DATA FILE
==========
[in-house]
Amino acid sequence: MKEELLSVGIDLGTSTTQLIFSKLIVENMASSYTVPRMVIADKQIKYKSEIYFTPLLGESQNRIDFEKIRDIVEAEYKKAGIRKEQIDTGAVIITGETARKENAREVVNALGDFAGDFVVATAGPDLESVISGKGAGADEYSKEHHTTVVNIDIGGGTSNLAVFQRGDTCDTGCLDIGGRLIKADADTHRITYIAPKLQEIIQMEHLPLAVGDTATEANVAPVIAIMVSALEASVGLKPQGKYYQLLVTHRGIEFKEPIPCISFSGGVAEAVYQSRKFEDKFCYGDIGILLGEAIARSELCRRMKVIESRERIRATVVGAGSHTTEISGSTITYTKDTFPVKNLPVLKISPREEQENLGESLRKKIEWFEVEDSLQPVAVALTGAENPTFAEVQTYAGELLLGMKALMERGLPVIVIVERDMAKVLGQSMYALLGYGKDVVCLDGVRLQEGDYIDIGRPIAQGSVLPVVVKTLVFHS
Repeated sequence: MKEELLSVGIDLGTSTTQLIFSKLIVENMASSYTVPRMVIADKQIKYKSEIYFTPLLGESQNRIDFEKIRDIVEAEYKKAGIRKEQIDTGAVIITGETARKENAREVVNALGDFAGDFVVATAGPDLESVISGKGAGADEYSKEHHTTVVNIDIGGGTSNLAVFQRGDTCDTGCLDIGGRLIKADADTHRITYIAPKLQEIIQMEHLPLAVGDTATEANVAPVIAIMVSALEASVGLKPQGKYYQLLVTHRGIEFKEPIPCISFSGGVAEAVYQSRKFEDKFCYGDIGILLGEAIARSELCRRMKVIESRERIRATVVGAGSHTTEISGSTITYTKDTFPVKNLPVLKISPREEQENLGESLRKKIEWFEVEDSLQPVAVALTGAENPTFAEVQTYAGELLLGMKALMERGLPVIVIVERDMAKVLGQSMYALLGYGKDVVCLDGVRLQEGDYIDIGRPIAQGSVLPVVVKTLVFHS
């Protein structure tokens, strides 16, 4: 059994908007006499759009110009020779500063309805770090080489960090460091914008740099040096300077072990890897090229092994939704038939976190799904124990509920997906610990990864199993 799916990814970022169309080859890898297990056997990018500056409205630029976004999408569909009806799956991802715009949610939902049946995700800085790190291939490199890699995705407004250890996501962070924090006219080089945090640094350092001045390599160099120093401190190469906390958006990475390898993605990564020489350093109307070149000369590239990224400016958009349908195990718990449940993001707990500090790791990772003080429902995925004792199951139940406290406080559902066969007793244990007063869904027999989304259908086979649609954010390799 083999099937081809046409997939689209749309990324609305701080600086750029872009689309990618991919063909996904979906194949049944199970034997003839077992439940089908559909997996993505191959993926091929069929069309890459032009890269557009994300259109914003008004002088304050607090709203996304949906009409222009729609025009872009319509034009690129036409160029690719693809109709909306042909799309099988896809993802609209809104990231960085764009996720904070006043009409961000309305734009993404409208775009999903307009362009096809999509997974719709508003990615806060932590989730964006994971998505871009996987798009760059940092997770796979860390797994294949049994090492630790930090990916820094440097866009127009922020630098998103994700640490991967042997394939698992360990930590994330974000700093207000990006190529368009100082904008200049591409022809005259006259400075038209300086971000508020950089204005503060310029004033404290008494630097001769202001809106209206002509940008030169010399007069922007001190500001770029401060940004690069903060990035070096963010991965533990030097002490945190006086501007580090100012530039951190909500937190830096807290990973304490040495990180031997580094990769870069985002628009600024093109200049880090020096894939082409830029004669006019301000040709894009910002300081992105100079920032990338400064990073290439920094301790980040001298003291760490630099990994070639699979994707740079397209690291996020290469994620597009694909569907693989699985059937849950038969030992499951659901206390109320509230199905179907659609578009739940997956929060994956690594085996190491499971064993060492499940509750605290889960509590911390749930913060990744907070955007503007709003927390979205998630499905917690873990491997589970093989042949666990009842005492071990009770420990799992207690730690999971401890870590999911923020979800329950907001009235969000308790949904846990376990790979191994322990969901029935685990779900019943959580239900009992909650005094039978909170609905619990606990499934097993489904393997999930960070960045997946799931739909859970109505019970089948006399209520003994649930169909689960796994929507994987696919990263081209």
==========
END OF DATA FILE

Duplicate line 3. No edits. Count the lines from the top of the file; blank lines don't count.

Repeated sequence: MKEELLSVGIDLGTSTTQLIFSKLIVENMASSYTVPRMVIADKQIKYKSEIYFTPLLGESQNRIDFEKIRDIVEAEYKKAGIRKEQIDTGAVIITGETARKENAREVVNALGDFAGDFVVATAGPDLESVISGKGAGADEYSKEHHTTVVNIDIGGGTSNLAVFQRGDTCDTGCLDIGGRLIKADADTHRITYIAPKLQEIIQMEHLPLAVGDTATEANVAPVIAIMVSALEASVGLKPQGKYYQLLVTHRGIEFKEPIPCISFSGGVAEAVYQSRKFEDKFCYGDIGILLGEAIARSELCRRMKVIESRERIRATVVGAGSHTTEISGSTITYTKDTFPVKNLPVLKISPREEQENLGESLRKKIEWFEVEDSLQPVAVALTGAENPTFAEVQTYAGELLLGMKALMERGLPVIVIVERDMAKVLGQSMYALLGYGKDVVCLDGVRLQEGDYIDIGRPIAQGSVLPVVVKTLVFHS